Enrollment in a supportive oncodermatology program is associated with a significantly improved quality of life score, according to a recent survey from the George Washington University (GW) Cancer Center. The results of the survey were published in the May issue of the Journal of Drugs in Dermatology.

Improved Quality of Life

Supportive oncodermatology is a growing field that provides treatment and preventive care to oncology patients who experience adverse dermatologic events associated with their cancer treatments. While dermatologic health in cancer patients is gaining attention, the literature evaluating the impact of supportive oncodermatology clinics on patient quality of life is limited.

To identify the impact of these programs, the group at GW performed a cross-sectional survey of adult cancer patients enrolled at the Supportive Oncodermatology Clinic at GW Cancer Center. Those who met inclusion criteria were invited to complete an online survey with questions adapted from the Dermatology Life Quality Index and Patient Satisfaction Questionnaire.

“Our results show that patient quality of life benefited significantly from enrollment in the clinic’s programs,” said Adam Friedman, MD, director of the GW Supportive Oncodermatology Clinic, interim chair of the Department of Dermatology at the GW School of Medicine and Health Sciences, and senior author on the study. “The supportive oncodermatology field is a critical element of multidisciplinary cancer care that addresses dermatologic wellness in cancer patients.”

The respondents reported satisfaction with the care they received at the GW Supportive Oncodermatology Clinic, especially in terms of providers’ interpersonal manner and communication and would recommend this type of care to other cancer patients.

Prior to receiving care at the clinic, patients had an average quality of life score of 6.5, indicating a “moderate effect” dermatologic adverse events have on quality of life. On average, scores were significantly reduced by 2.7 points after joining the clinic.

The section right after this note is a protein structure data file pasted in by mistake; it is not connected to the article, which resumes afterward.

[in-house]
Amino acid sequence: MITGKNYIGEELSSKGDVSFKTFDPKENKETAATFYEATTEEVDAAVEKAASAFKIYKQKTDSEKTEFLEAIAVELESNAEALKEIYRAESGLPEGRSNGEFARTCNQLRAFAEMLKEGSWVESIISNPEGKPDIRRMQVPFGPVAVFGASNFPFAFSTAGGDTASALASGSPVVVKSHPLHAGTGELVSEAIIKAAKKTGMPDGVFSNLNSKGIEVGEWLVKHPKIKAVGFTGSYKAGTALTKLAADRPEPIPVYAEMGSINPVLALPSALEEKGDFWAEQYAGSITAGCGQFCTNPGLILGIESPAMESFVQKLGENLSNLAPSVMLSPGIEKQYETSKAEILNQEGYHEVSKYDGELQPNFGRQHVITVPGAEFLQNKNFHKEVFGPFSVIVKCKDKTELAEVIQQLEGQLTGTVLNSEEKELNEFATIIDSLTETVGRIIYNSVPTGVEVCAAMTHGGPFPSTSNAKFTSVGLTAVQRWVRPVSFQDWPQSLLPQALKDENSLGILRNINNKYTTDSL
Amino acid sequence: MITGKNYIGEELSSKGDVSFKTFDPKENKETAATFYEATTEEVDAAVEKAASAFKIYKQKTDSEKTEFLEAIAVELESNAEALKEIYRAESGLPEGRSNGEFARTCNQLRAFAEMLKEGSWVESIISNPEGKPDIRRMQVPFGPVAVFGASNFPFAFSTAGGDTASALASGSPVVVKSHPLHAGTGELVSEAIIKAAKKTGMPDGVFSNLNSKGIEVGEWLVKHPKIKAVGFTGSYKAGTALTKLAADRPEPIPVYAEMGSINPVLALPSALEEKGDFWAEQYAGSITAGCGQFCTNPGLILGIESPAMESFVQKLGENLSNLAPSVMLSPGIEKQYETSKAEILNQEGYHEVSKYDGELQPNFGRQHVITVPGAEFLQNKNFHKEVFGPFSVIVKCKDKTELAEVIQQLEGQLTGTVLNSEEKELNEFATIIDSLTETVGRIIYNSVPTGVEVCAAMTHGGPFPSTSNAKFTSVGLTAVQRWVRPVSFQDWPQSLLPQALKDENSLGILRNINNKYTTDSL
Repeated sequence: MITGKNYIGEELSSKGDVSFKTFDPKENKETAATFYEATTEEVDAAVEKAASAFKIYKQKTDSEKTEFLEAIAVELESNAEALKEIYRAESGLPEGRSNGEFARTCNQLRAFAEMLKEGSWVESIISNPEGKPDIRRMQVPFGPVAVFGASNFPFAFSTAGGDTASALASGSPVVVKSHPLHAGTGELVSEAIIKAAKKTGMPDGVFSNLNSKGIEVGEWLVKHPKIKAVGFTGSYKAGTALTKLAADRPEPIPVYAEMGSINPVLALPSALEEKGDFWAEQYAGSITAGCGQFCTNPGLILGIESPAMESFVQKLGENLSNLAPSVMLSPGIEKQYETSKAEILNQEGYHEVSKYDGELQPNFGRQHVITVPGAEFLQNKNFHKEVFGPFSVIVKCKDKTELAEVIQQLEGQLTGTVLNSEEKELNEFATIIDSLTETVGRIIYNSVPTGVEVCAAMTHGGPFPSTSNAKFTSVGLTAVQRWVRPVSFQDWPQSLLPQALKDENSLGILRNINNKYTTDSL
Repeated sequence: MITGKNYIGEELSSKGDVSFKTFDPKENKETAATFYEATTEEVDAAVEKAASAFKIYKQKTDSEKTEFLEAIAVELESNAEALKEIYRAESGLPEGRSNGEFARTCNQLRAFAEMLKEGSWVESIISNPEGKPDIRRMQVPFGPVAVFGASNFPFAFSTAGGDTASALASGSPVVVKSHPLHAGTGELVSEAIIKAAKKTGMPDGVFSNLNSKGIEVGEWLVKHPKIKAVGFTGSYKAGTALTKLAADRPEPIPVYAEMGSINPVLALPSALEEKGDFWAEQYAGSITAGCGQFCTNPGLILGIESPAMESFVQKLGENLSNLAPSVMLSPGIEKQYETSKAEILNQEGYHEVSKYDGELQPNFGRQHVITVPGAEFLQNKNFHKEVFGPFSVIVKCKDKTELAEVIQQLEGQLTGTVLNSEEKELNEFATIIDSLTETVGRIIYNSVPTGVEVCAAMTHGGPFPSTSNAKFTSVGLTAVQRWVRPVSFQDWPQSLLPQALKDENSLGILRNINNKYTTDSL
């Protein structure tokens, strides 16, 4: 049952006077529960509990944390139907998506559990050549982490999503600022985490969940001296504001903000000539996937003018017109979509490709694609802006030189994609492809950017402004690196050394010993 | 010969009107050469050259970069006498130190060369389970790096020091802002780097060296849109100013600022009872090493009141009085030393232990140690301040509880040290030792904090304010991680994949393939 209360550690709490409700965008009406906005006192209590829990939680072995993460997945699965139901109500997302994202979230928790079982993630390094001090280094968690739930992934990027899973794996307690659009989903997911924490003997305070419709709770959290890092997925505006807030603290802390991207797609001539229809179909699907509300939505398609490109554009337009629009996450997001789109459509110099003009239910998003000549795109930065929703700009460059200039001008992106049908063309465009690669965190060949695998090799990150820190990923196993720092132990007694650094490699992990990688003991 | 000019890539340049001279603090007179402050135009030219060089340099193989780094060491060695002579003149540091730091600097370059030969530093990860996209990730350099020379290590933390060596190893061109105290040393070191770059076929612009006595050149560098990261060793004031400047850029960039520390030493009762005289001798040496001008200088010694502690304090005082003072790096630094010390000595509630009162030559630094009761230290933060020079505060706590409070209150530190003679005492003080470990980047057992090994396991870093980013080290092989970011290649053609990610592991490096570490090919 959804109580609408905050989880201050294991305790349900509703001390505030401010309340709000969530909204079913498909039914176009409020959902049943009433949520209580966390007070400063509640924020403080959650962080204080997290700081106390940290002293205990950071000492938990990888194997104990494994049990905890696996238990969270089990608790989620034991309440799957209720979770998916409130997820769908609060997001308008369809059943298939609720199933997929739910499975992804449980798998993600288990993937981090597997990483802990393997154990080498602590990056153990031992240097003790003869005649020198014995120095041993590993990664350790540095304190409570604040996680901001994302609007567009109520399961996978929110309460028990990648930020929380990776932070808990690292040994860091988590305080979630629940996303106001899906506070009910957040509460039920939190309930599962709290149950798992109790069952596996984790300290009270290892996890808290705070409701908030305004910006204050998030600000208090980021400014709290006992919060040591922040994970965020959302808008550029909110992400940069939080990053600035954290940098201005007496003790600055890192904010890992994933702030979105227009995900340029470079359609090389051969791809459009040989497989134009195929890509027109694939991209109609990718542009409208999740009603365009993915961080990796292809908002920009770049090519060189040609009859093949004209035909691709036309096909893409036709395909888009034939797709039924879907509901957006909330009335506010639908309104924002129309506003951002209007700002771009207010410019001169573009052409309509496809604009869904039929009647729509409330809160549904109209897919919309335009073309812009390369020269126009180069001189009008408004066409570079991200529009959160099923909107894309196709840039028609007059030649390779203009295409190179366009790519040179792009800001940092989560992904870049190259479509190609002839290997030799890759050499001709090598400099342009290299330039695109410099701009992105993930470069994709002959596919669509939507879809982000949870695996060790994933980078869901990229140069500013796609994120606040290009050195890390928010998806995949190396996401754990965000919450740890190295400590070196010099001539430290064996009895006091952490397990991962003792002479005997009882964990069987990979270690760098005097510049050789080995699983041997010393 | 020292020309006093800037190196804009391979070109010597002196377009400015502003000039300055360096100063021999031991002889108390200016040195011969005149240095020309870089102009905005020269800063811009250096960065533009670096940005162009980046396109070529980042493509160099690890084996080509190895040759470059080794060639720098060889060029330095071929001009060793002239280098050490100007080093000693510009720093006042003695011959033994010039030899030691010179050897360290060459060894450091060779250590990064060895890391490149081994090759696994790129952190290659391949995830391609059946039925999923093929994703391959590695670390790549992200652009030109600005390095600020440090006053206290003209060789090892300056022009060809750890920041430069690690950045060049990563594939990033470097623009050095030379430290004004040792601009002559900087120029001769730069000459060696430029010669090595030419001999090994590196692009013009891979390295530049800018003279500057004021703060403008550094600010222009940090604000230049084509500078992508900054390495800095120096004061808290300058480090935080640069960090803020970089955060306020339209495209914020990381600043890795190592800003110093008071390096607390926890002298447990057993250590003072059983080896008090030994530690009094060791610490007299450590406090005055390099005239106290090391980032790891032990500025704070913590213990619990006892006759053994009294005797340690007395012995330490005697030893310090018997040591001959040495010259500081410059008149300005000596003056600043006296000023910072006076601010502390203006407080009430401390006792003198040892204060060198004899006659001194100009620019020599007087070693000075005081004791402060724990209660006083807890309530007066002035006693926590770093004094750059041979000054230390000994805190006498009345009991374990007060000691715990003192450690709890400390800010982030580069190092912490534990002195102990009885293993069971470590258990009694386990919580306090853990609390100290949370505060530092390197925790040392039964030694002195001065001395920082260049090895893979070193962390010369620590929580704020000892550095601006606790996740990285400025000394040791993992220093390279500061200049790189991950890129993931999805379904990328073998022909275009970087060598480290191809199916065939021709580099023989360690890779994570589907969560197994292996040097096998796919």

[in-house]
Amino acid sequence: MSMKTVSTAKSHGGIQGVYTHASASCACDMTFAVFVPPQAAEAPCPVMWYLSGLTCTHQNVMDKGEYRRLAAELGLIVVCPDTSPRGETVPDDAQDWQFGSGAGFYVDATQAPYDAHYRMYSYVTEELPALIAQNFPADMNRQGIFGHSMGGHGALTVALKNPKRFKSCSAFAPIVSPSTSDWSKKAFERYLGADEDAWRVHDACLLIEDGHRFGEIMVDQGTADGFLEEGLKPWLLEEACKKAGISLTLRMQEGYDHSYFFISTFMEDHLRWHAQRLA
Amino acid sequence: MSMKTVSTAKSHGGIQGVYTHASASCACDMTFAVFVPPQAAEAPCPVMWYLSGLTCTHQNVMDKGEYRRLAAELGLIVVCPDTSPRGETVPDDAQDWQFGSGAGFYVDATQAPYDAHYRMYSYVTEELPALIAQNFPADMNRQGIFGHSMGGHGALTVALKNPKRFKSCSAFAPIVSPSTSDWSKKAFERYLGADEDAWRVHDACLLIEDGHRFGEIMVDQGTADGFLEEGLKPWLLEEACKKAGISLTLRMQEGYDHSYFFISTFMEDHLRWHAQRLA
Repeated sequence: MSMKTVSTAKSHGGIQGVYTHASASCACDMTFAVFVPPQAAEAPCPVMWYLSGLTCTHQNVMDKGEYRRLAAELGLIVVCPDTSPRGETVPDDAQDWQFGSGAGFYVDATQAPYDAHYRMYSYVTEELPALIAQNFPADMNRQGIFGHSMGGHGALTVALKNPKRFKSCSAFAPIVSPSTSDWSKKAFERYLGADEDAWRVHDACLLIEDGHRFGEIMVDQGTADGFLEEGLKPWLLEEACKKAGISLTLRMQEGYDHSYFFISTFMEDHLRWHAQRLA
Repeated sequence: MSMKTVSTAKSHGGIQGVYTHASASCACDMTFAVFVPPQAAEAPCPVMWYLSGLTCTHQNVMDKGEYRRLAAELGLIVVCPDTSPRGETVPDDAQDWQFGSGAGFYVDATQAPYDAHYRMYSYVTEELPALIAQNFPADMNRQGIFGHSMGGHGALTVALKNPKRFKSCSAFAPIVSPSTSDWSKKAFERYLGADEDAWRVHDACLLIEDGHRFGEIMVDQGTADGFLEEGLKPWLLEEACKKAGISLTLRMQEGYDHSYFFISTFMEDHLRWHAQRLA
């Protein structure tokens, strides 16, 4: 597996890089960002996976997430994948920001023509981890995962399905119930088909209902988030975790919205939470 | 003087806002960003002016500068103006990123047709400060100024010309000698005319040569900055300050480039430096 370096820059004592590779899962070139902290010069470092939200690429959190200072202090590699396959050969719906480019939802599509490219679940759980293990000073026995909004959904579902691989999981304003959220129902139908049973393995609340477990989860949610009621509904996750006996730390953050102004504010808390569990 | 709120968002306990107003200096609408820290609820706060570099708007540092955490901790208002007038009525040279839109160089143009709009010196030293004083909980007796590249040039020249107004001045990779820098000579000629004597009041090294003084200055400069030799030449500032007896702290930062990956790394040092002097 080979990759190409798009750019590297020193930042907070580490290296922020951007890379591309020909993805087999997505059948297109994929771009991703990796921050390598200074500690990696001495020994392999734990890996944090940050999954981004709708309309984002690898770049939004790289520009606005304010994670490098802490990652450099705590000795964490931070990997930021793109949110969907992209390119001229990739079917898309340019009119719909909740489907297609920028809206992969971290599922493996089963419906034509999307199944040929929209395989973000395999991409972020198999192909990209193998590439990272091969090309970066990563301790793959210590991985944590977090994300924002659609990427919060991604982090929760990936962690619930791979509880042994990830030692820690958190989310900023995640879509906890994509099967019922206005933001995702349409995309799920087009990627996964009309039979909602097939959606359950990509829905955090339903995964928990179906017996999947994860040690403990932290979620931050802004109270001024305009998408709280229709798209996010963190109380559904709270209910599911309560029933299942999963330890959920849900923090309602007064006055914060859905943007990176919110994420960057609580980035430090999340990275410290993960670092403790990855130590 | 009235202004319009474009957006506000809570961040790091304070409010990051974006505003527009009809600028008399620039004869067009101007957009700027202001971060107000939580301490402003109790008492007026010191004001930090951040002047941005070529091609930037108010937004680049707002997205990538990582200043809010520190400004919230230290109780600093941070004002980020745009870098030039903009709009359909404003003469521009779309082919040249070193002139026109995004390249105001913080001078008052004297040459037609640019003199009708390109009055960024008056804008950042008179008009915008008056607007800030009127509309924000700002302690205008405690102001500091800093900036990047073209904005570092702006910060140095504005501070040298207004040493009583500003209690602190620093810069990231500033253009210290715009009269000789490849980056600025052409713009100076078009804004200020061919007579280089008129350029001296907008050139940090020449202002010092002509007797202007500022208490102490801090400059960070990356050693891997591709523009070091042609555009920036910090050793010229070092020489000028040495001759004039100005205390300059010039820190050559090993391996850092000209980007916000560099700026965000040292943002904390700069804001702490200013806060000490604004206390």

While patients reported overall satisfaction with dermatologic care, many reported being unsure if those interventions aided in adherence to anticancer treatment. Because of this, the authors pointed out, it is necessary to develop evidence-based management systems for dermatologic adverse effects.

The article, titled “The Influence of Supportive Oncodermatology Interventions on Patient Quality of Life: A Cross-Sectional Survey,” is published in the Journal of Drugs in Dermatology and is available at jddonline.com/articles/dermatology/S1545961620P0477X.

You May Also Like

Oral Collagen Supplementation: A Systematic Review of Dermatological Applications

| Aesthetics, Featured Articles | No Comments
800 patients who took up to 10 grams of collagen per day, experienced improvement in skin elasticity, moisture retention, and increased density of collagen fibers in the skin. Improvements in…

NEW from the JDD Podcast: “The Science of Sun Protection”

| Photoprotection, Podcast Highlights, Skin Cancer | No Comments
iTunes Google Play Stitcher TuneIn Dr. Neal Bhatia and Dr. Adam Friedman   Photoprotection works, plain and simple. Yet all too often we must defend good science, dispel unfounded myths,…

The Science of Sun Protection

| Podcast | No Comments
Episode 1 of a 2-Part Series: "Sun Protection: A Review of Current Interventions and Barriers to Changing Patient Attitude and Behavior" Photoprotection works, plain and simple. Yet all too often…

#ShareTheFacts About Skin Cancer

By Derm Community, Skin Cancer No Comments

Dermatology News

National Skin Cancer Month

Dermatologists play an important role in helping to save lives, by educating patients, and the public, on skin cancer prevention; the dangers of unprotected exposure, and how to detect early warning signs.

#ShareTheFacts About Skin Cancer

Skin cancer is one of the most common types of cancer, but is also one of the most preventable.

Dermatologists play an important role in helping to save lives, by educating patients, and the public, on skin cancer prevention; the dangers of unprotected exposure; and how to detect early warning signs  –  early detection means a high probability of eliminating it entirely.

#ShareTheFacts

This month, the Skin Cancer Foundation invites providers to #sharethefacts on skin cancer by accessing its set of downloadable images and resources to help patients stay informed on skin cancer treatment and prevention.

Visit the Skin Cancer Foundation to learn more about its #ShareTheFacts campaign, and how you can help.

Learn More

You May Also Like

Oral Collagen Supplementation: A Systematic Review of Dermatological Applications

| Aesthetics, Featured Articles | No Comments
800 patients who took up to 10 grams of collagen per day, experienced improvement in skin elasticity, moisture retention, and increased density of collagen fibers in the skin. Improvements in…